Her foundation was cracked, damaged almost irrevocably; my friend’s young life cradled not by warmth and safety as it should have been, but instead rocked by the abusive hands and harsh words of an angry and drunken father; a man that not only cursed God, but who sat himself upon a self-made throne and ruled with an iron fist.
His family lived scared of him and later scarred by him. For, even after his reign ended in death, the roots he had planted continued to haunt and hurt; to break through and crack almost every inch of the foundation upon which they had landed. Over the years, she lost both her brothers to tragic circumstances and she also seemed destined to continue traveling a dark and cursed road, her choices and current lot in life often colored by her distressed upbringing. She says she often felt like a mere shadow without a soul.
My favorite word combination in the Bible, two words used together 43 glorious times in Scripture and a phrase that is definitely cause for jubilant celebration. God’s unbending, unchanging response to satan’s relentless challenges. The bottom line. The last word.
Two words that speak life instead of death. Yes instead of no. Can instead of can’t. Will instead of won’t. Do instead of don’t.
Two words that create freedom instead of imprisonment. Victory instead of defeat.
“But, God” is a game changer. A Holy and glorious intervention.
Below is a poem that my friend, Denny, wrote after God lovingly intervened in her life in the late 1990s during a trip to a Women of Faith Conference in Seattle, Washington. She doesn’t know I am reprinting it and I am praying for her forgiveness in advance. It’s just too good not to be shared; the beginning of her new story—one that has still been filled with chapters set deep in the valley of the shadow of death, but with one HUGE difference. This time she is accompanied by the Father that loves, guides and protects her just as a father should and who punctuates every stormy, tumultuous chapter with the same happy ending. Two words: But God….
Thank you God for saving my friend and for saving me…for introducing us almost a decade ago over an internet scrabble board…and for etching and intertwining a divine purpose in both of our hearts. May we continue to follow You into this purpose and create works that will grow Your Kingdom and forever glorify You and Your Name.
I also pray that each of you reading this now will recognize your own “But God” moments. If you are in a valley, I promise you that He WILL see you through. Don’t give up. Look up!
You are prayed for…today and always.
Amen and Ehmen.
Photo from crosswalk.com
Twelve Disciples Plus One
By Denny H.
Twelve disciples plus one boarded a van one day,
Embarking upon a pilgrimage, we were traveling far way.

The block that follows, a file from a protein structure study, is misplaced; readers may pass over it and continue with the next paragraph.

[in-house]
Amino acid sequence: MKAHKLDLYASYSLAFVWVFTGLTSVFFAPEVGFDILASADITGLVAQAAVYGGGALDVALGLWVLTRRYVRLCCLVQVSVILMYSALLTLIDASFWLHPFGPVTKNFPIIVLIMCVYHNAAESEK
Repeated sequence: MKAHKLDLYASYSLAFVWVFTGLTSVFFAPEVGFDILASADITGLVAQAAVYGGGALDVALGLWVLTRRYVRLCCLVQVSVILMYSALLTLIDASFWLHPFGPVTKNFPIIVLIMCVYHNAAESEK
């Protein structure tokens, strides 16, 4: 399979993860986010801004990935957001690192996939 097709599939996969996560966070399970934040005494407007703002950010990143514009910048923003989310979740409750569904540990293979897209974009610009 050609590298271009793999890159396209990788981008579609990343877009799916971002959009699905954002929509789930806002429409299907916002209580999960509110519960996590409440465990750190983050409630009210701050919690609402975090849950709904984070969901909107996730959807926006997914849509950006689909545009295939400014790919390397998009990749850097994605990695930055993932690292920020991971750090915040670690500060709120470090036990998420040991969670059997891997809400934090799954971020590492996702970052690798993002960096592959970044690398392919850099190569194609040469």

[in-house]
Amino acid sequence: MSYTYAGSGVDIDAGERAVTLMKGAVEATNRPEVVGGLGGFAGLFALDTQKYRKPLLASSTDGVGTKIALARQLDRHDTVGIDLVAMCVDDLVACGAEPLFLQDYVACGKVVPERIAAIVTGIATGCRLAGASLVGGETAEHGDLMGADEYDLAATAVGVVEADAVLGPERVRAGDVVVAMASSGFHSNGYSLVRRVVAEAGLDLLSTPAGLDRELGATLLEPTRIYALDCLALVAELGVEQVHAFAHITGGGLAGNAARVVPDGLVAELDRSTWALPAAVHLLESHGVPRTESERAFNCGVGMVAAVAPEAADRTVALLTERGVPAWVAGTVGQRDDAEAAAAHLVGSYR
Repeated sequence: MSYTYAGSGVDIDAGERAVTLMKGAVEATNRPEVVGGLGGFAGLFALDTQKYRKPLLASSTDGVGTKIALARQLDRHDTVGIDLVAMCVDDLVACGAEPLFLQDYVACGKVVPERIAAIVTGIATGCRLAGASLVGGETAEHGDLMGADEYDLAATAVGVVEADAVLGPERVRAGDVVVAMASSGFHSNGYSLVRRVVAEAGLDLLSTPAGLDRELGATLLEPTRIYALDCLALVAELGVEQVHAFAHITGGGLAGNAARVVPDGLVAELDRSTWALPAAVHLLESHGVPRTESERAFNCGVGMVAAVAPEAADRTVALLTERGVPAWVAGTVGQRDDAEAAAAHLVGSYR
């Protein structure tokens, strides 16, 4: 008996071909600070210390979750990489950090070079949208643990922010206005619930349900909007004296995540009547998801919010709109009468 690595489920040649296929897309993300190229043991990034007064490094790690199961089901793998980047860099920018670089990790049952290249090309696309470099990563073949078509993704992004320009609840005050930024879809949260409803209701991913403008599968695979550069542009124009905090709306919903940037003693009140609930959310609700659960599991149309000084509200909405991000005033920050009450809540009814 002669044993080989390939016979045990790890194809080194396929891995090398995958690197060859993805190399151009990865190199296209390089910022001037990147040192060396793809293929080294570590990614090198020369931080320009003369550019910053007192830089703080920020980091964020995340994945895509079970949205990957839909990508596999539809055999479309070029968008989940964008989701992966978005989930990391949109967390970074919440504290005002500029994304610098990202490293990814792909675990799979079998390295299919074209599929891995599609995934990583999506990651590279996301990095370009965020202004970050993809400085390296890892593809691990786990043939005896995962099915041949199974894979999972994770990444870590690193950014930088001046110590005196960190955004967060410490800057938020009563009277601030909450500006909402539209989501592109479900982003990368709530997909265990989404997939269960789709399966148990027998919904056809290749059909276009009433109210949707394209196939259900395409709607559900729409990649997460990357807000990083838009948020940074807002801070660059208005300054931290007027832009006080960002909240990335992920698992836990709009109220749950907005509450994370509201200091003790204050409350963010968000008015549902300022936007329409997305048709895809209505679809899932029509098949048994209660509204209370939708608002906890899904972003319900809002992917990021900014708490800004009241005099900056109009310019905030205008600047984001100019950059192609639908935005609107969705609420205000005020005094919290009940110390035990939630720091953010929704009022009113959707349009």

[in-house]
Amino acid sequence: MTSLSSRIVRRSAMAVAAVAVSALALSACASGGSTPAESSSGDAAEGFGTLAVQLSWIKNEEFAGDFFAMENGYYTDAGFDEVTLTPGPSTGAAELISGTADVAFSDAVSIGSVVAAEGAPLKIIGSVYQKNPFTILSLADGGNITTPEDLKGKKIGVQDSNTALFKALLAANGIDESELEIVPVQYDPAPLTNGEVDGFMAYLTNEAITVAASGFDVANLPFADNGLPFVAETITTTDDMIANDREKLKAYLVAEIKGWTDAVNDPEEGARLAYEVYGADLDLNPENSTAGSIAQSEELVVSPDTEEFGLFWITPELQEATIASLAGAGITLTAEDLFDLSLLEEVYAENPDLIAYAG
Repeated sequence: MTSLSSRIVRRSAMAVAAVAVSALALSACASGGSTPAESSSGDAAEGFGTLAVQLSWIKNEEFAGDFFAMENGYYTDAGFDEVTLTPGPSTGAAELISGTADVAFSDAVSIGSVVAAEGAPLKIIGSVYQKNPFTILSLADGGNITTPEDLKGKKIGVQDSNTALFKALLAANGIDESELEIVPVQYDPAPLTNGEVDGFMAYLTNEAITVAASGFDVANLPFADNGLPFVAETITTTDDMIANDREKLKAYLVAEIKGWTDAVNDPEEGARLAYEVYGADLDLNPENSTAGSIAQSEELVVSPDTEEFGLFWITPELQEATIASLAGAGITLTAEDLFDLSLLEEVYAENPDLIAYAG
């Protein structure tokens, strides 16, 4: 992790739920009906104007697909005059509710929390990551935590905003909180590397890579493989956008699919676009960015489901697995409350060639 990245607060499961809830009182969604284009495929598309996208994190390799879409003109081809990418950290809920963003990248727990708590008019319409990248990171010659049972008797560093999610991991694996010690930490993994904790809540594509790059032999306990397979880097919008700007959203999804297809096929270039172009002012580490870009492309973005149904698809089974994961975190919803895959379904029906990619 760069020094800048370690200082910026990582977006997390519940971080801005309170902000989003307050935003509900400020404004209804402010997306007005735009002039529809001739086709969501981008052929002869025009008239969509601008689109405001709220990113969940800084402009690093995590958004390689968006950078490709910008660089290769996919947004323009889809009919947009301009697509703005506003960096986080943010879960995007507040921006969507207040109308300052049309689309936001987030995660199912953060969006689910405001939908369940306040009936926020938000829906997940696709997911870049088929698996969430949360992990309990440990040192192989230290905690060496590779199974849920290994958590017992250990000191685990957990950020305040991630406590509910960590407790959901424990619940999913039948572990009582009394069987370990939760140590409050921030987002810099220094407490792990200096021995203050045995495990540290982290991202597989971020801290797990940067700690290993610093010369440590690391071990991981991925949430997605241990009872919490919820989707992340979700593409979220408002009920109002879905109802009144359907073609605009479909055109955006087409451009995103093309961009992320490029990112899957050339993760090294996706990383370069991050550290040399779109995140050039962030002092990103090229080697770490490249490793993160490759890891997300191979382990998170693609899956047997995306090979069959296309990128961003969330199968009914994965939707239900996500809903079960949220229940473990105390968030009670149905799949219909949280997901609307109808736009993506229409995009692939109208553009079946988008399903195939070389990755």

Headed for Seattle, to praise and learn and pray,
We didn’t know each other well, but they had much to say.
Sharing testimony, their convictions wound in tight,
It bound them all as sisters as we drove on through the night.
They joined in prayer; they shed some tears; they sang with great delight,
They came to know each other well; they whet my appetite!
Women of Faith is what they were, as we joined, the ebb and flow
Of throngs of comrades joined as one to hear the Word and grow
But I was anxious, I had no right, to think that God would care
What am I doing with all these women, “God, why am I in this chair?”
I’m not like all these Christians who know the love in bloom,
As brides in their relationship to a God who is their groom;
I’m not a daughter of our Lord, I could never call Him Dad
The God I know is an angry God, a God who is always mad.
The God I knew when I was young, my father proclaimed to be
An irate, furious and abusive drunk, the Lord of our family.
Mercy, compassion, love and hugs were not what we were shown,
But vicious, mean and callous words were all we’d ever known…
Both my brothers and myself were rock, not precious stone.
I recalled our childhood lost to scorn and also so much shame,
How we as children yearned for God, but were deluded by his name.
I mused on the brother that still lived and to the one—discouraged—died
If they in spirit had known a Dad, they’d embrace the love denied.
I thought of me, the years misplaced, a shadow without a soul,
Reaching for wrongs to right my life, to govern and control.
How tired I was of drifting along to a future without a goal,
I felt, if I was to truly live, somehow I must be whole.
So here I am, I’m in this seat, and wearily I began to pray,
While I listened to the gentle speakers, and to all they had to say,
As they shared their lives—their griefs and sorrows—yet held firmly to their trust
That God is there through thick and thin; that God is not unjust.
Then something happened while I prayed; I softly, slowly died,
I doubled over in that chair and I cried, I cried and cried.
I cried for me, and for my brothers; I cried for all the years
That we had lived not knowing God; I cried such healing tears.
I prayed for me that blessed day; how I prayed to be God’s child;
I prayed for Him to be my Dad and through GRACE, I finally smiled.
For in my mind, I saw a girl, brand new and she was me,
Finally now I could embrace my promised pedigree.
I joined my sisters in that van, the twelve of us plus one,
Now thirteen disciples heading home, my new life just begun.
How I sang and shared and prayed as I extolled my Dad above
That I am of His family conceived from His own love.
A soothing balm restored my heart, a spirit set me free.
And I am here to testify, I’m His daughter, yup that’s me!
I searched, I asked, and I received; received His guarantee
That I shall live, because He lived and because He died for me.